Brief Fact Summary.
Congress argues that the Comptroller General, an Executive Branch officer, is subservient to Congress and must follow the congressional order.
Synopsis of Rule of Law.
The Constitution does not contemplate an active role for Congress in the supervision of officers charged with the execution of the laws it enacts.
We hold, therefore, that since the powers conferred upon the Comptroller General as part of the automatic deficit reduction process are executive powers, which cannot constitutionally be exercised by an officer removable by Congress, those powers cannot be exercised and therefore the automatic deficit reduction process to which they are central cannot be implemented.View Full Point of Law
In 1985, the President signed into law the Balanced Budget and Emergency Deficit Control Act of 1985. The purpose of the Act is to eliminate the federal budget deficit. The Act sets a maximum deficit amount for federal spending for each year from 1986 through 1991. The size of the maximum deficit amount progressively reduces to zero in 1991. If in any year, the federal budget deficit exceeds the maximum deficit amount by more than a specified term, the Act requires across-the-board cuts in federal spending. The Comptroller General after reviewing the annual report, reports his conclusions to the President. The President must issue an order mandating the spending reductions specified by the Comptroller General. There follows a period during which Congress may by legislation reduce spending to obviate the need for the order.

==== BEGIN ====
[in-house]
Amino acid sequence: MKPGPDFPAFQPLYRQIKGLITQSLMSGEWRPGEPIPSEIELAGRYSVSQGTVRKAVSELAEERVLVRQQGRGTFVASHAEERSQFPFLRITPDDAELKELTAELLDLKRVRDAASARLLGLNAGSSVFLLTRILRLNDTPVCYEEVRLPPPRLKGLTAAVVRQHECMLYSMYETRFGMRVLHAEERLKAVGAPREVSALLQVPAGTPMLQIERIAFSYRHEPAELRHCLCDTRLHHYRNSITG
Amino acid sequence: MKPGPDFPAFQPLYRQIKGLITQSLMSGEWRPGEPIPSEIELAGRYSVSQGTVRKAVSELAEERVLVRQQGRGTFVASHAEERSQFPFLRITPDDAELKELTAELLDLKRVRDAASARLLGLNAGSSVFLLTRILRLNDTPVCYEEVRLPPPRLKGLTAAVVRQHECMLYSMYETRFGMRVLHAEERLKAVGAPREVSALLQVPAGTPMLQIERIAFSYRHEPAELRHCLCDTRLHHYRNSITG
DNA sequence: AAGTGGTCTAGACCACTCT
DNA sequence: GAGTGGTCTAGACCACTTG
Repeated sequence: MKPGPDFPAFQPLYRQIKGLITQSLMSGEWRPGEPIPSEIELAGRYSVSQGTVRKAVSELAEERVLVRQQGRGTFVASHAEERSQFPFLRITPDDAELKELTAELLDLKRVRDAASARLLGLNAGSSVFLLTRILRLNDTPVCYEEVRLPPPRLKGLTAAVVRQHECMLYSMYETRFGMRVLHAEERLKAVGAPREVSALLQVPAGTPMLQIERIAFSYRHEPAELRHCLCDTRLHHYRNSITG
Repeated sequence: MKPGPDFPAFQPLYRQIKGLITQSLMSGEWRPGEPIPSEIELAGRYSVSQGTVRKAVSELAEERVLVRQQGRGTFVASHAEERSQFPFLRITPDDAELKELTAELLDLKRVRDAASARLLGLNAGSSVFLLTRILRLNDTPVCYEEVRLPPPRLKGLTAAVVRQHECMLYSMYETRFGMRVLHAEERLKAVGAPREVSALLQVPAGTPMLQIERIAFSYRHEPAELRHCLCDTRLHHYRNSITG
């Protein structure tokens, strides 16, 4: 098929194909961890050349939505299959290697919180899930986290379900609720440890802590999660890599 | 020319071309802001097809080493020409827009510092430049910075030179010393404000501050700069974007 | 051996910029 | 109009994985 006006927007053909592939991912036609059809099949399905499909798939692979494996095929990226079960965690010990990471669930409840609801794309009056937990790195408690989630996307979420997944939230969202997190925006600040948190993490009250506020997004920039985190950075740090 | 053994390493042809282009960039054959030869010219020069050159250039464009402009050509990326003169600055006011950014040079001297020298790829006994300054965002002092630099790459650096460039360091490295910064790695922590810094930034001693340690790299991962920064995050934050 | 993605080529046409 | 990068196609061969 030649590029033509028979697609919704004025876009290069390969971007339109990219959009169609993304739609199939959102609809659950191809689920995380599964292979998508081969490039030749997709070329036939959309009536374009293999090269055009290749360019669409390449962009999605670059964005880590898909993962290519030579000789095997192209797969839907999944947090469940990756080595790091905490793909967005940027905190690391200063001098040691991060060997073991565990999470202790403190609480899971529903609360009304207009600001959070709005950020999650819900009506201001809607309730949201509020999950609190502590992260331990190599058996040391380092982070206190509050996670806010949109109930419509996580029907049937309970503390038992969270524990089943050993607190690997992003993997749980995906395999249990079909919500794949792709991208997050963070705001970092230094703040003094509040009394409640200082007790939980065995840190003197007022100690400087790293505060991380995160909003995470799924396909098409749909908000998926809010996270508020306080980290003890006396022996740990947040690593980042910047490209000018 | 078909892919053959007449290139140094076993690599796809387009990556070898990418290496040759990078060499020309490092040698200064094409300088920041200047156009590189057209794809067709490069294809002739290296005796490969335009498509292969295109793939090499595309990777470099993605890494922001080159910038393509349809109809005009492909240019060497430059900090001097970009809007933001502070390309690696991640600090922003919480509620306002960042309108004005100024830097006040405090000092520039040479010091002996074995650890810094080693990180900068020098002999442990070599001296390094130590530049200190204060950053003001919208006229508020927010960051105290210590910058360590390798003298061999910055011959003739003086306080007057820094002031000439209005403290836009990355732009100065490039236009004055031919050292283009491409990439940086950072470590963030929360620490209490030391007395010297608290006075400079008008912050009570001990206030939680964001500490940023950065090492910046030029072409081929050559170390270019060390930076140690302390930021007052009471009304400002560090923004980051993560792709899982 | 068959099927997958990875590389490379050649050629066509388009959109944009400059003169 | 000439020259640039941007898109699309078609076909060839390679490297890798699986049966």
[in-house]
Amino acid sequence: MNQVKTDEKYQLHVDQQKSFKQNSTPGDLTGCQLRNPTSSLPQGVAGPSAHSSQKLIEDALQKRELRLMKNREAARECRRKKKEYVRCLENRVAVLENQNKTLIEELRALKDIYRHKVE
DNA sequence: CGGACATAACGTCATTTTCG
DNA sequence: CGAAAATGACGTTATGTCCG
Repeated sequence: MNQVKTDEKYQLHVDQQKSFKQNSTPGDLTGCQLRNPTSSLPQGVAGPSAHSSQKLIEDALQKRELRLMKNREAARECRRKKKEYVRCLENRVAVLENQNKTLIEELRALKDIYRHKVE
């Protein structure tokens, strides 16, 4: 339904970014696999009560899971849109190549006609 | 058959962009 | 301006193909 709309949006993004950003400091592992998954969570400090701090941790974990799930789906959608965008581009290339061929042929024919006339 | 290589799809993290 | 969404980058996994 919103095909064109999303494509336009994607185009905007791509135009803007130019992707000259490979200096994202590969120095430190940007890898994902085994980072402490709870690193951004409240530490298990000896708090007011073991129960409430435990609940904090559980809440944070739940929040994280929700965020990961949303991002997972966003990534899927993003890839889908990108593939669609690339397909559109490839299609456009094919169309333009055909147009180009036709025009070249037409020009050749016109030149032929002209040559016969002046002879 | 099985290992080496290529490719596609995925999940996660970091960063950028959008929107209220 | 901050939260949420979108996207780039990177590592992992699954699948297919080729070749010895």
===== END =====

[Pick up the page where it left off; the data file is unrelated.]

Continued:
Does the assignment by Congress to the Comptroller General of the United States of certain functions under the federal statute violate the doctrine of separation of powers?
No, once Congress makes its choice in enacting legislation, its participation ends. Congress can thereafter control the execution of its enactment only indirectly – by passing new legislation. By placing the responsibility for execution of the Balanced Budget and Emergency Deficit Control Act in the hands of an officer who is subject to removal only by itself, Congress has retained control over the execution of the Act and has intruded into the executive function. The Constitution does not permit such intrusion.
Of the six Comptrollers who have served since 1921, none has been threatened with removal. The threat to separation of powers conjured up by the majority is nonsensical.
The critical factor lies in the provisions of the statute defining the Comptroller General’s office relating to removability. Although the Comptroller General is nominated by the President, he is removable only at the initiative of Congress. He may be removed not only be impeachment but also by joint resolution of Congress at any time given that certain conditions are met. Moreover, the executive nature of the Comptroller General’s functions under the Balanced Budget and Emergency Deficit Control Act is revealed in the Act which gives him the ultimate authority to determine the budget cuts to be made. Comptroller General has the independence of the executive branch and thus, the works assigned by Congress violate the separation of powers doctrine.